Now Cox hopes to seal up the rest of the building. "We were hoping the roof would take care of that. It hasn't."
According to the grant application, repairs would include re-pointing and sealing of the mortar joints, sealing all the limestone walls, replacing window glass, covering air vents to keep out water and replacing the rotted front doors.
Because the cemetery is listed on the National Register of Historic Places, all repairs have to follow Department of Interior standards.
Competition for the grants is stiff, said Pam Brooks, grants coordinator at the SHPO office. She expected 40 to 50 applications for the $500,000 or so SHPO typically awards. Winners will be announced in July.
The awards are 50/50 matching, so the city would have to match up to $50,000 of state money. At the cemetery, the board of the Spring Hill Cemetery Park Combined Endowment Fund has agreed to provide the city's match, said Henry Battle, the group's treasurer.
City and cemetery officials are counting on the grant money to fix the mausoleum exterior. There's no Plan B if the funds don't come through.
And there's no plan to re-hang the interior marble panels with a modern system.
Cox said he had no idea how much that would cost. "I haven't even gone there yet. We'll have to look for funding to continue the repairs. We may have to look outside the box and think of a fundraiser."
City Manager David Molgaard has made it clear he doesn't want any more money from the city's general fund going toward building repairs.
Taxpayers already subsidize cemetery operations to the tune of nearly $1 million a year, said Joe Estep, the city's finance director.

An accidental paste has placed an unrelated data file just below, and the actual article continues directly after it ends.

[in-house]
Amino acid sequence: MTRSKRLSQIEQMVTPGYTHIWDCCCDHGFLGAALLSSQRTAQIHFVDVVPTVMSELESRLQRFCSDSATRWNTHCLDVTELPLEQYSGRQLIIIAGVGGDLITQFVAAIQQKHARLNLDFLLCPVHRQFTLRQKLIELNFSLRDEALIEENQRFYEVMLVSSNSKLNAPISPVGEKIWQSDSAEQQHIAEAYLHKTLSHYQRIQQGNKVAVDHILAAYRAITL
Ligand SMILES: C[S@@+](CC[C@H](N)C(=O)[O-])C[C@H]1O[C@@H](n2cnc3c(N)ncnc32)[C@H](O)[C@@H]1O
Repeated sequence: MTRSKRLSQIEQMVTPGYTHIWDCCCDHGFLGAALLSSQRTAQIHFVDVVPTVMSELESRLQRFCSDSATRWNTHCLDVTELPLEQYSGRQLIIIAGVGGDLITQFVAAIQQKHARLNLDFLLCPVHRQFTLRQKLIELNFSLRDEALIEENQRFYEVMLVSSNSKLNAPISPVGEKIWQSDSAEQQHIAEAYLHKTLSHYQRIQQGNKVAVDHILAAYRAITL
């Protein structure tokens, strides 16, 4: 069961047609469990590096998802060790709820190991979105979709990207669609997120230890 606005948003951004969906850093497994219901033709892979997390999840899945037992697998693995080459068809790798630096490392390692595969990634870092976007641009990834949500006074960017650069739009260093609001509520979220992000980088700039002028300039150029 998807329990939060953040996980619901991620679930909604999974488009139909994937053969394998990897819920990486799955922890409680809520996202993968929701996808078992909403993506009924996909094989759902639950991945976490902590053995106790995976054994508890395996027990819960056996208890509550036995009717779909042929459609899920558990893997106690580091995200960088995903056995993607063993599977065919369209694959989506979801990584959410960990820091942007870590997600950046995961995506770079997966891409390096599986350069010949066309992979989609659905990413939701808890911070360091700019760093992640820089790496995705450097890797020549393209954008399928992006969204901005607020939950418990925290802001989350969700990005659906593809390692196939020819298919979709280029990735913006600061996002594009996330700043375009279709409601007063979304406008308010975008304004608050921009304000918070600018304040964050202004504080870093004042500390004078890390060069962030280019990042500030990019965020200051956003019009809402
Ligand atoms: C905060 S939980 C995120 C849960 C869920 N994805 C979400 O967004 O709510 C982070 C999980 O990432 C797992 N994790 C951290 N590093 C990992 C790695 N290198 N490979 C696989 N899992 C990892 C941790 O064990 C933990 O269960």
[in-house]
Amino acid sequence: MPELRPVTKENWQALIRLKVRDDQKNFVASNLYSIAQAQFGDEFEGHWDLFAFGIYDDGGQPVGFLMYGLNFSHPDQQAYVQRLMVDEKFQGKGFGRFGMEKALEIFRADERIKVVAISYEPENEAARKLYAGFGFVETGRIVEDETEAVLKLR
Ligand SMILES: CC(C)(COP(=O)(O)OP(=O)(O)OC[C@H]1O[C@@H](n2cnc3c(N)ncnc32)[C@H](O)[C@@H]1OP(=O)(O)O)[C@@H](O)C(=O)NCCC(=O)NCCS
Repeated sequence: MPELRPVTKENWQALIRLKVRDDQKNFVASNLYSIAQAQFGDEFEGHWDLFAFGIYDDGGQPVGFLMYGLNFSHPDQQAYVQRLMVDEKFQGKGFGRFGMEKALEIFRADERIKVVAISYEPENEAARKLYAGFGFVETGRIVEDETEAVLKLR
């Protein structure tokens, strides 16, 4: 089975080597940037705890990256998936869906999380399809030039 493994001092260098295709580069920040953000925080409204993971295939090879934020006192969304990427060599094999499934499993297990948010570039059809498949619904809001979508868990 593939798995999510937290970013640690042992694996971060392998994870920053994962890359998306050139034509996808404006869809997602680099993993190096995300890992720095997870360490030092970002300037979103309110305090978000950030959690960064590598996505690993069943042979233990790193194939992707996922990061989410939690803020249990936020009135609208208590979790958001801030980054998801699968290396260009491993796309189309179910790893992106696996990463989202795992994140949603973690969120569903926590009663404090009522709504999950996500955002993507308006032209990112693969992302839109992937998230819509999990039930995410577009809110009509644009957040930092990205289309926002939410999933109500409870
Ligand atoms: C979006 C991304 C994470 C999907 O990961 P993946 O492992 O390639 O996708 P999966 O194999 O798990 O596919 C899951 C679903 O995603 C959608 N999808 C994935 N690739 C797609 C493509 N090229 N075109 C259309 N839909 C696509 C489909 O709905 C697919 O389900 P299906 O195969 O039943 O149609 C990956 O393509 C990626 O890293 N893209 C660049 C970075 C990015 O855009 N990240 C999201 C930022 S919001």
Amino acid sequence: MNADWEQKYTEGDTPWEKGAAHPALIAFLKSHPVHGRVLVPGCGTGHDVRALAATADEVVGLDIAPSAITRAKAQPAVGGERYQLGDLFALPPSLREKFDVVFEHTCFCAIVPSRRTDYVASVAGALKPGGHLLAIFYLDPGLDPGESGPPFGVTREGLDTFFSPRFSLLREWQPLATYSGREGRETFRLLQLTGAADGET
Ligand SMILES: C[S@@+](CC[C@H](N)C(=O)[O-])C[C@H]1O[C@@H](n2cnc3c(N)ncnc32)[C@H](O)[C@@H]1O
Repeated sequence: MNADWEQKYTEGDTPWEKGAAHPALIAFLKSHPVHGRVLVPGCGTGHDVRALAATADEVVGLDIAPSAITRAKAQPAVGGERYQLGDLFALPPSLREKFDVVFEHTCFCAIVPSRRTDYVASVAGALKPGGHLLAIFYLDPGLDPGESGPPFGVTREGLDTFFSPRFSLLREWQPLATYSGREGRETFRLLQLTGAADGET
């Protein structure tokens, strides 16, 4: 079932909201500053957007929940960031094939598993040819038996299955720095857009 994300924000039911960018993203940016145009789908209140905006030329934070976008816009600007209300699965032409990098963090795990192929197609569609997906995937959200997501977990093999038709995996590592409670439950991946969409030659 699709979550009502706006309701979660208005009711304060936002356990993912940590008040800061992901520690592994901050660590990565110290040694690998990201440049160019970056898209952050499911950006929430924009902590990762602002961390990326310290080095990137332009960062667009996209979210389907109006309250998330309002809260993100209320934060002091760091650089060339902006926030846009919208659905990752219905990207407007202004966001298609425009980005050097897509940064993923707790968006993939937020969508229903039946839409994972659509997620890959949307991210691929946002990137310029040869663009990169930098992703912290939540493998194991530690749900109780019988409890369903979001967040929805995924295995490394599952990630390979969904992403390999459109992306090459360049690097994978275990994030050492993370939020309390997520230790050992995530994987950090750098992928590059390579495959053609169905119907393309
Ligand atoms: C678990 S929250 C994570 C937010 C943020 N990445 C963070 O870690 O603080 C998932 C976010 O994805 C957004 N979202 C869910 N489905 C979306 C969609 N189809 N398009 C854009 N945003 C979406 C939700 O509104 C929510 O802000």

The base budget -- mostly salaries and budgets -- tops $760,000 for the 2013-14 fiscal year. Capital costs for vehicles and other equipment add another $122,000.
The cemetery is in bad financial shape because it was poorly managed years ago, Battle said. No one bothered to set aside money for continued maintenance and operations.
The endowment fund has what seems like a substantial balance -- $2.05 million as of late March. But most of that can't be spent, Battle said. Income available for spending totaled $122,393, he said.
"We use it for capital improvements. ... We do not want to use it for operating costs," he said. "So the mausoleum -- that's what we'd use it for."
If the grant is not awarded, the foundation board may not cover the difference, Battle said. "We have not talked about doing anything else.
"Also, I object, and surely the board would feel -- the city has a responsibility to take care of the mausoleum," he said.
"We know it's a big expense. We'll try to get the city to come up with the money, and we'll search for other grants."
Reach Jim Balow at ba...@wvgazette.com or 304-348-5102.